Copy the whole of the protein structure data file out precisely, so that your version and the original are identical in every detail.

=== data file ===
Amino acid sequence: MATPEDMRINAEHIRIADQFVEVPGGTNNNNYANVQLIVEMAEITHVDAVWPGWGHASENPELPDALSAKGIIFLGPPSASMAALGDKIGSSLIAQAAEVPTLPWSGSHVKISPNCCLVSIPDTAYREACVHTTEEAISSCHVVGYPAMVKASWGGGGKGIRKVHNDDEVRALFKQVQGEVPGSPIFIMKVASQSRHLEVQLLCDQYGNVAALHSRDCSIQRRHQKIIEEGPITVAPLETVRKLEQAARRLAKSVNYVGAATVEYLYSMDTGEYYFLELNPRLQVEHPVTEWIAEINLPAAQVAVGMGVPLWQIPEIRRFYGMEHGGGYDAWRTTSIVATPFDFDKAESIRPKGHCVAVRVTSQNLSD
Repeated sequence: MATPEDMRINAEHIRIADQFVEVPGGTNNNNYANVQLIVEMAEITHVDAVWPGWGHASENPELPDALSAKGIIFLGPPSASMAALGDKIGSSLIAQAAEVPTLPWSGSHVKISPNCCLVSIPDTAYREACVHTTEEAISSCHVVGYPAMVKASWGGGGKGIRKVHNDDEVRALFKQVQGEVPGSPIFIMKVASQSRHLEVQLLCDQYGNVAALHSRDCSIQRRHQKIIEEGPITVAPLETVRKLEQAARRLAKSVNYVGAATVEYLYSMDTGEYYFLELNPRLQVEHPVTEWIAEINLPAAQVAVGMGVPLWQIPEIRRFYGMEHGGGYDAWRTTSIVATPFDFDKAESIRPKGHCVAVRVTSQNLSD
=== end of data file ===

Amino acid sequence: MATPEDMRINAEHIRIADQFVEVPGGTNNNNYANVQLIVEMAEITHVDAVWPGWGHASENPELPDALSAKGIIFLGPPSASMAALGDKIGSSLIAQAAEVPTLPWSGSHVKISPNCCLVSIPDTAYREACVHTTEEAISSCHVVGYPAMVKASWGGGGKGIRKVHNDDEVRALFKQVQGEVPGSPIFIMKVASQSRHLEVQLLCDQYGNVAALHSRDCSIQRRHQKIIEEGPITVAPLETVRKLEQAARRLAKSVNYVGAATVEYLYSMDTGEYYFLELNPRLQVEHPVTEWIAEINLPAAQVAVGMGVPLWQIPEIRRFYGMEHGGGYDAWRTTSIVATPFDFDKAESIRPKGHCVAVRVTSQNLSD
Repeated sequence: MATPEDMRINAEHIRIADQFVEVPGGTNNNNYANVQLIVEMAEITHVDAVWPGWGHASENPELPDALSAKGIIFLGPPSASMAALGDKIGSSLIAQAAEVPTLPWSGSHVKISPNCCLVSIPDTAYREACVHTTEEAISSCHVVGYPAMVKASWGGGGKGIRKVHNDDEVRALFKQVQGEVPGSPIFIMKVASQSRHLEVQLLCDQYGNVAALHSRDCSIQRRHQKIIEEGPITVAPLETVRKLEQAARRLAKSVNYVGAATVEYLYSMDTGEYYFLELNPRLQVEHPVTEWIAEINLPAAQVAVGMGVPLWQIPEIRRFYGMEHGGGYDAWRTTSIVATPFDFDKAESIRPKGHCVAVRVTSQNLSD